Google expects 18-20 Android handsets this year


Google’s Andy Rubin, Mr. Android himself, remarked yesterday that we can expect to see 18 Android phones in the US world by the end of the year. That’s way, way, way up from “one” last year. We may even see 20 Android phones this year, all coming from eight or nine different companies.

According to the New York Times:

Andy Rubin, senior director for Mobile Platforms for Google and the spearhead of the Android operating system, said the number could be as high as 20. (That figure does not include devices made by manufacturers that use a basic Android system but have not apprised Google of its use). The 18 to 20 devices Google knows about will be made by eight or nine different manufacturers, Mr. Rubin said.

He declined to say which manufacturers will make said phones or for which wireless carriers.

That ought to give the platform a pretty substantial boost as more Android handsets in the marketplace equals more users equals more apps being developed (theoretically). It should also be a nice test to see how open the platform really is. Rubin explained that Android is available to handset manufacturers in three flavors.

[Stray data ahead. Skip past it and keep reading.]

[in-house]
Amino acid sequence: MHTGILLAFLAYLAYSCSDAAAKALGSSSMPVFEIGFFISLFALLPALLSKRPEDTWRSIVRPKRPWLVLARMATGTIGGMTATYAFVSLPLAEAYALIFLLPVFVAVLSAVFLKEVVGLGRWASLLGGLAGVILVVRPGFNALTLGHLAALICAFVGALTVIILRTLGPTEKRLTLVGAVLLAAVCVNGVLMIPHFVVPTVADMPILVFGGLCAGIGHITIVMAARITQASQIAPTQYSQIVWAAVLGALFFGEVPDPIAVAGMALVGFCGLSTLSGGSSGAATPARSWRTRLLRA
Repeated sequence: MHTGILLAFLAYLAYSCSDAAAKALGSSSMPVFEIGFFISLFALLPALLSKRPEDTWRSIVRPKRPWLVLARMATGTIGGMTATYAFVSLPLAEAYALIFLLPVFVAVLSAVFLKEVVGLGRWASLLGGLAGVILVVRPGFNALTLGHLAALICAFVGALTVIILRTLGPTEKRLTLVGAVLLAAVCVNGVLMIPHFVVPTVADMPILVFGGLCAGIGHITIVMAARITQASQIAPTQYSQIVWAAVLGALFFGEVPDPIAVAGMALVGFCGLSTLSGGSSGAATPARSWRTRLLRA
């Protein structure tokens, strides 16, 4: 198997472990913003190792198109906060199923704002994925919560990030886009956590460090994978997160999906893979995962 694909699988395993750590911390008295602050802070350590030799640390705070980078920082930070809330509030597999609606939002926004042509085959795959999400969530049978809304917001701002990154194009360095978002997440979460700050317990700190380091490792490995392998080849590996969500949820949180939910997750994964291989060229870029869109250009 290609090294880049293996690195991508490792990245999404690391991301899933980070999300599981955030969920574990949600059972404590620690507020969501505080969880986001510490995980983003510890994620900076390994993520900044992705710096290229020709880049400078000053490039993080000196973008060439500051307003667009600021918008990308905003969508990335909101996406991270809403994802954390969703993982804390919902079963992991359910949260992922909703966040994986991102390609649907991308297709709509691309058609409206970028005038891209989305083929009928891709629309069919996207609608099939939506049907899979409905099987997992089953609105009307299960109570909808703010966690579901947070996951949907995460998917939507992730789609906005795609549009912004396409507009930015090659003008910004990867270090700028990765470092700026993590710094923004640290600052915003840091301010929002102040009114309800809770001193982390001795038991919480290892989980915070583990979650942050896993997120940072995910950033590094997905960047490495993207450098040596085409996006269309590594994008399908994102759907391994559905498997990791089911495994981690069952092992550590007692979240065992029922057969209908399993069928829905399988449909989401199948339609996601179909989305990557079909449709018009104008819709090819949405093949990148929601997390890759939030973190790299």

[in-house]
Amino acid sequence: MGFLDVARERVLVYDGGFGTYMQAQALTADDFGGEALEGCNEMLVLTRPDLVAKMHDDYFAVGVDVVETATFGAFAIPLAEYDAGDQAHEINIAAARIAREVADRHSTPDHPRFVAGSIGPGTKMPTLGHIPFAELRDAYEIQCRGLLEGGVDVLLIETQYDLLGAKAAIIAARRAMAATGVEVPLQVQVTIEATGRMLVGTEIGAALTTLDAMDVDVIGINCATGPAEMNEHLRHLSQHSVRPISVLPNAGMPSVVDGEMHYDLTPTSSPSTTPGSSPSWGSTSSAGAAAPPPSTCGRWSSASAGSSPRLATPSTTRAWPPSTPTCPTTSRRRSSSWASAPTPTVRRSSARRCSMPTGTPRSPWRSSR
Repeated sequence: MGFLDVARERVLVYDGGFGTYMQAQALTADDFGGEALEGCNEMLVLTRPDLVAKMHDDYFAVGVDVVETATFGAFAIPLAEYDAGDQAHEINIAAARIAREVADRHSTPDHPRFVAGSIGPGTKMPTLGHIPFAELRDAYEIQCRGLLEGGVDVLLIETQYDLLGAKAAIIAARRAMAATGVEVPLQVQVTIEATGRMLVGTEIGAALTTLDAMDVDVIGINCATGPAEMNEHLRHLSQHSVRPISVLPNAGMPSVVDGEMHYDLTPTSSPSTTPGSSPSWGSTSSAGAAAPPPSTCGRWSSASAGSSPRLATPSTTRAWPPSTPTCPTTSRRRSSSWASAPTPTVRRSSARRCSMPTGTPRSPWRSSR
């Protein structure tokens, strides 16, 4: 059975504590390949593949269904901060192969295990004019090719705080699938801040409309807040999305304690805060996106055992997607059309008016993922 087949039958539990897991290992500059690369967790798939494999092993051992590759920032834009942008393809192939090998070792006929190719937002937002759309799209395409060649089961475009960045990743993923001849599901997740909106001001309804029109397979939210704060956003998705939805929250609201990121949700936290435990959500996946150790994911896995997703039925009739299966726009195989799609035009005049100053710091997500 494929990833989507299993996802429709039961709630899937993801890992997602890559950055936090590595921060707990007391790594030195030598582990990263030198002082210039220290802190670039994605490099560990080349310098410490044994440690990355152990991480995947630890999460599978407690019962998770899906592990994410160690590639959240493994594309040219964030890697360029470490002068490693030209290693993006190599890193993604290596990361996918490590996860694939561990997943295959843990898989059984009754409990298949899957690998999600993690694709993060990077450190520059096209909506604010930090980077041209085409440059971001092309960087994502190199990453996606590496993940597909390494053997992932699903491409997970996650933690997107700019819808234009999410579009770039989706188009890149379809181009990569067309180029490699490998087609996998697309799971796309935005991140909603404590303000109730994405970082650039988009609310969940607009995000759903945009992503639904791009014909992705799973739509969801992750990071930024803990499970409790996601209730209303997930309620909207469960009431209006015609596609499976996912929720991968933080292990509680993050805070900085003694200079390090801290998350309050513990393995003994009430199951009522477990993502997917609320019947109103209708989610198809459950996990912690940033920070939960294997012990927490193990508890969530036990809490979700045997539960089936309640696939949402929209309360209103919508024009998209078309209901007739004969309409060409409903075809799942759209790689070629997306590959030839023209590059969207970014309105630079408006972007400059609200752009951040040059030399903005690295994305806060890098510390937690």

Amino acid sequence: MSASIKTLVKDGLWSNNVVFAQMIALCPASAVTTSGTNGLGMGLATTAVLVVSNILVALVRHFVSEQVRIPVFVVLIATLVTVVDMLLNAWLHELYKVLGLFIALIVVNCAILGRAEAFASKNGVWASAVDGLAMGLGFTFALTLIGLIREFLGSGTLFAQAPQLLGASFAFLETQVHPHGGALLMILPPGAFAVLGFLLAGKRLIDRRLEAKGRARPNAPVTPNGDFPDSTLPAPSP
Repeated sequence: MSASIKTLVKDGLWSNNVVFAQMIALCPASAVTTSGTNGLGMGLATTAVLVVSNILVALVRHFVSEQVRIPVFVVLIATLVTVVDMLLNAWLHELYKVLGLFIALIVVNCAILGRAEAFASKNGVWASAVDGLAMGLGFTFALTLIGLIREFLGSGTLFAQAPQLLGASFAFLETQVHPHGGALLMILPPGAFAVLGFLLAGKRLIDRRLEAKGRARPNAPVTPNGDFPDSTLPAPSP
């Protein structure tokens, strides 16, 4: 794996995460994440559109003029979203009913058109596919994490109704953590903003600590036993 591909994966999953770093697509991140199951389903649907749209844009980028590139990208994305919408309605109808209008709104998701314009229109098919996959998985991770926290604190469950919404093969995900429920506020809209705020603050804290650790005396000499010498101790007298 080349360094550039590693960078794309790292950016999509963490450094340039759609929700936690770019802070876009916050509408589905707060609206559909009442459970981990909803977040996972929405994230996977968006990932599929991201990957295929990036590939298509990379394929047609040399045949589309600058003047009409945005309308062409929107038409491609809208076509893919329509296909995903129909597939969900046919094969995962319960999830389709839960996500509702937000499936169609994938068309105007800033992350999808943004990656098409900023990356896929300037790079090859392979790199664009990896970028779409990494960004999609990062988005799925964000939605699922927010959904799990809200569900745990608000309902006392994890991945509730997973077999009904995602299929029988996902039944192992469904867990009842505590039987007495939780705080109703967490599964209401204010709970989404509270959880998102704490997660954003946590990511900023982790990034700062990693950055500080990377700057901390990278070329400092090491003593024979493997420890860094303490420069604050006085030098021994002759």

First is a “no obligation” version, meaning that a manufacturer can load Android onto a handset and restrict access to certain apps and games in any way it sees fit. It can’t, however, preload Google applications onto the device (Gmail, etc).

The second version is similar to the above version except that manufacturers are allowed to preload Google applications onto the device by signing a distribution agreement with Google. Rubin said that about 12 to 14 handsets coming out this year will feature this flavor of Android.

Finally, the third version is the “Google Experience” version, which includes Google branding on the device itself, among other things. According to the New York Times:

These phones Google calls “The Google Experience.” They are physically distinguishable by the “Google” logo on the phone. They include a range of Google applications that the carrier and handset maker agree not to remove from the phone. The carrier and handset maker also agree not to censor access to the Android market. Meaning: if some developer comes up with an application that some people find distasteful, or that gets bad press, it must nevertheless remain available to consumers. Of the phones coming out this year, 5 to 6 belong to this category, Mr. Rubin said.

These would be the most “open” phones but you’d run the risk of dealing with a fair amount of distasteful and/or poorly coded applications. It’ll be interesting to see which carriers sell these 5-6 devices this year, as “open” is the new “green” of the mobile world — easy to promise, hard (for some carriers) to do.